“If I'm a jihadist who thinks that Americans are infidels I'll have a whole different state of mind,” says Gregg Bloche, an expert in biomedical ethics and law at Georgetown University Law Center, Washington DC, and a member of the ACLU panel. “We don't know how those guys' brains are firing.”
Because of these concerns, legal experts say that the technology is unlikely to pass the standards of scientific accuracy and acceptance required for it to be admissible in a US court. But even if it is not sufficiently accurate and reliable today, it may well be tomorrow, as more and more people are tested and techniques refined. That raises a second set of concerns that revolve around who should be allowed to use the technique and under what circumstances.
Bioethicists worry that fMRI lie detection could quickly pass from absolving the innocent to extracting information from the guilty — in police questioning, immigration control, insurance claims, employment screening and family disputes. Their concerns are fuelled by other emerging lie-detection technologies, such as those that measure the brain's electrical activity (see Nature 428, 692–694; 2004).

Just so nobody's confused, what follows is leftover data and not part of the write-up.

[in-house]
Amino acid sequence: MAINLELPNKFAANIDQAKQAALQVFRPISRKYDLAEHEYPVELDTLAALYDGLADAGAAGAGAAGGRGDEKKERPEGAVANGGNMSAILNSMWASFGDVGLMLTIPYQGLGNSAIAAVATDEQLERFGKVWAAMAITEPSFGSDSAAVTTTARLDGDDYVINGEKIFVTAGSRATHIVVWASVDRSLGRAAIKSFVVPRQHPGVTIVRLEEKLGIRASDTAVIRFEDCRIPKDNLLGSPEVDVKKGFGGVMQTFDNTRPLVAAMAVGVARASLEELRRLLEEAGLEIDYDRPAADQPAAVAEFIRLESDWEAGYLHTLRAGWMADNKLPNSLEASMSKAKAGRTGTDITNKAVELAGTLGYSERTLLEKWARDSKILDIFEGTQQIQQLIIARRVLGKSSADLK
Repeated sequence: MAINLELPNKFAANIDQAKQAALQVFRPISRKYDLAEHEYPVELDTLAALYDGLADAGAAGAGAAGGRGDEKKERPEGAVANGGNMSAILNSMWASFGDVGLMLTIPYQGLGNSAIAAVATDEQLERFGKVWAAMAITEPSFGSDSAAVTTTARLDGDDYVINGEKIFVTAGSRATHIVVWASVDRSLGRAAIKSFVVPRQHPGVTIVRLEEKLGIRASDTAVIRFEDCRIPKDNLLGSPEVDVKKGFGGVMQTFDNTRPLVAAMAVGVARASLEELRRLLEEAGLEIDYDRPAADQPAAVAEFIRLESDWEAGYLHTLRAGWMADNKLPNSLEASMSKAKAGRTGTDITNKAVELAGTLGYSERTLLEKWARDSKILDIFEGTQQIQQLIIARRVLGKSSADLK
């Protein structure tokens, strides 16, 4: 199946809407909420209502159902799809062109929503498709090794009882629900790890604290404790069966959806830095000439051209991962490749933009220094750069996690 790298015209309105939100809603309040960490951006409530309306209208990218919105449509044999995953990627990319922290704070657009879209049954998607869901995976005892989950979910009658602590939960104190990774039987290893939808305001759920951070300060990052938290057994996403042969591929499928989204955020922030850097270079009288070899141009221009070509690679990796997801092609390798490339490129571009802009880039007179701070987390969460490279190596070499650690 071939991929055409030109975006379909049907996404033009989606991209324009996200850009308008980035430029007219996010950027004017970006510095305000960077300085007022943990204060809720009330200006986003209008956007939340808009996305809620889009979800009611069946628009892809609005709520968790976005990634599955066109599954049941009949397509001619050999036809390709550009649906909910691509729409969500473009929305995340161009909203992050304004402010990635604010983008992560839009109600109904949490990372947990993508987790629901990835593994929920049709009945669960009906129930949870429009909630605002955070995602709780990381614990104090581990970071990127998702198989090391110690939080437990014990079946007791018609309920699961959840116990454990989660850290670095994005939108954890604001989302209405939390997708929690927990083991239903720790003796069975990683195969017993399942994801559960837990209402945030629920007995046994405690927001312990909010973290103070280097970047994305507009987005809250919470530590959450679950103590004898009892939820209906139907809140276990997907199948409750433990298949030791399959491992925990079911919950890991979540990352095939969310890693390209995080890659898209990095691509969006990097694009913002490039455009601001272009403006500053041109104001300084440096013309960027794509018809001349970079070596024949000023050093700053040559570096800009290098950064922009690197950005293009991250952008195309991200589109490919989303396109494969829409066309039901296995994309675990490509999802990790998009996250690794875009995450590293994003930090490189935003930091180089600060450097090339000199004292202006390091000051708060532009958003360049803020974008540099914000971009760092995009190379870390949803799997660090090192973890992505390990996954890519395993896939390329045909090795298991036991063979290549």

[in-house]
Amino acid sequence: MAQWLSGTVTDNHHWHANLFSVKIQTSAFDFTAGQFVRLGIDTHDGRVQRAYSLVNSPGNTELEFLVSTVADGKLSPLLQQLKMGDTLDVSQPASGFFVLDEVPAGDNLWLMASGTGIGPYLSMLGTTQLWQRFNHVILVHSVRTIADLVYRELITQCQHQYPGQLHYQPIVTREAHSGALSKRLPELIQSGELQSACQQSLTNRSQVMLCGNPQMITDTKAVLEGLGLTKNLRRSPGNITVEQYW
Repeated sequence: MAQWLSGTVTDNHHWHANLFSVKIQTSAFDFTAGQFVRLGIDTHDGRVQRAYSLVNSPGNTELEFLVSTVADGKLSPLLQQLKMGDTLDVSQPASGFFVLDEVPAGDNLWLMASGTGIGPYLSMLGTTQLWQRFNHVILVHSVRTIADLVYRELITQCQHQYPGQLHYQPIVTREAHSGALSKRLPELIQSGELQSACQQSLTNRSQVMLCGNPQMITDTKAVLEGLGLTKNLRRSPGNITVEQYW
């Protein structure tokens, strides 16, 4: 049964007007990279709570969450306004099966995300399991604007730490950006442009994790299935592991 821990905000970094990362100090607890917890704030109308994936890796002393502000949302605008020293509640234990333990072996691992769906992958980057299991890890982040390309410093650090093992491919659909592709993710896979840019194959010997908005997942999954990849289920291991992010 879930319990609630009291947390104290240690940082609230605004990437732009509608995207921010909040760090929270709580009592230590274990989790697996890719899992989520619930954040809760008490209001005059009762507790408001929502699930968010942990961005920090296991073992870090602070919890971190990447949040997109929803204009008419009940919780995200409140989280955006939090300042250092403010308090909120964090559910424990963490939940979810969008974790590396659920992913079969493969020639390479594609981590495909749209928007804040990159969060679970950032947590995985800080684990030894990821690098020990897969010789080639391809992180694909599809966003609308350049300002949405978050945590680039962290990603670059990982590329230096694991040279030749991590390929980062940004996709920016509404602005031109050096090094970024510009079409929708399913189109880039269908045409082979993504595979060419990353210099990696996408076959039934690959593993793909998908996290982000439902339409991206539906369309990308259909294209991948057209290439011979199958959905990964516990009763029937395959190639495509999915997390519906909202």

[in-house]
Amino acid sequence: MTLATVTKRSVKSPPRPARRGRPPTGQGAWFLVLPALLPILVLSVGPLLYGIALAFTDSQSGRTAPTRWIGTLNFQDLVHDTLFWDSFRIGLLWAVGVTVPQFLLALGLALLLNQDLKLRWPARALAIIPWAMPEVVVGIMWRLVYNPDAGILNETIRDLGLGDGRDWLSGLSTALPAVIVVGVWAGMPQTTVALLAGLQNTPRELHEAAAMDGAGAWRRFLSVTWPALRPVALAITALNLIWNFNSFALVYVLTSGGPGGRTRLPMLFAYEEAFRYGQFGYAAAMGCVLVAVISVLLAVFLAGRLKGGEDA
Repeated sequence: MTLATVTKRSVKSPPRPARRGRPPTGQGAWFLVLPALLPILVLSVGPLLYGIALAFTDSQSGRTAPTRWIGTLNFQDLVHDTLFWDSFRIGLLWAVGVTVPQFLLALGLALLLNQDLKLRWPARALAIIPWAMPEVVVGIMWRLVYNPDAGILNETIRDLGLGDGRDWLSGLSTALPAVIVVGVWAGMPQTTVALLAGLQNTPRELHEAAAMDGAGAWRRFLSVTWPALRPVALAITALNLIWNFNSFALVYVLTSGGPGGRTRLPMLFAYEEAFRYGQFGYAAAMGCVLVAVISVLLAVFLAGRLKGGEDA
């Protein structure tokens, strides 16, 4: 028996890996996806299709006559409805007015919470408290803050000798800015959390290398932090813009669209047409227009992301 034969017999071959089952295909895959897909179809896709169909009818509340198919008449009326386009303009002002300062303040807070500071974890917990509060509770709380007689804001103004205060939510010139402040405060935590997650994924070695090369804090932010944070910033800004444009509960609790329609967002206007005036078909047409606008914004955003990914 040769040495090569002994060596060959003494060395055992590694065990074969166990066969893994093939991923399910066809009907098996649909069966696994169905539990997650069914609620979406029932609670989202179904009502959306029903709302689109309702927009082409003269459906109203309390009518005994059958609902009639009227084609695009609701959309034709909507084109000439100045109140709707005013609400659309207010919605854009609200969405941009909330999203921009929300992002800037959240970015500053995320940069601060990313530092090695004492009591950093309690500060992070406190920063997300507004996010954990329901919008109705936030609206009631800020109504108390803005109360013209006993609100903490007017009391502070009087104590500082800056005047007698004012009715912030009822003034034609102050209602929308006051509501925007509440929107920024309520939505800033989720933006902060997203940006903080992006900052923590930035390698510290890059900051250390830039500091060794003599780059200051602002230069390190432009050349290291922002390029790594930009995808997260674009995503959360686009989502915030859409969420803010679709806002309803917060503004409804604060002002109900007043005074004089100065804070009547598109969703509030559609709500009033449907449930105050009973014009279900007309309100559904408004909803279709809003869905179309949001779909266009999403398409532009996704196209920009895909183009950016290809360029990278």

Truth be told
Particularly in the aftermath of 11 September 2001, they worry that fMRI and other devices might be misused in the hands of the military or intelligence agencies. “There's enormous pressure coming from the government for this,” says bioethicist Paul Root Wolpe at the University of Pennsylvania. “There is reason to believe a lot of money and effort is going into creating these technologies.”
On top of this, ethicists say there is something deeply intrusive about peering into someone's brain in search of the truth; some even liken it to mind-reading. In future, they say, a suspect might be betrayed by their prefrontal cortex before they even open their mouth — if, for example, the brain recognizes a particular photo or foreign word. “This is the first time that we have ever been able to get information directly from the brain. People find the idea extraordinarily frightening,” Wolpe says.
No Lie MRI founder Joel Huizenga and Cephos head Steven Laken say they are aware of both the scientific limitations and the ethical concerns. Laken says that the company only plans to use the technique with people and questioning protocols that are as similar as possible to those used in the study, and that he wants to work with attorneys to iron out problems along the way. “We really want to get the science right,” Laken says. “We don't want to get to court and be killed.”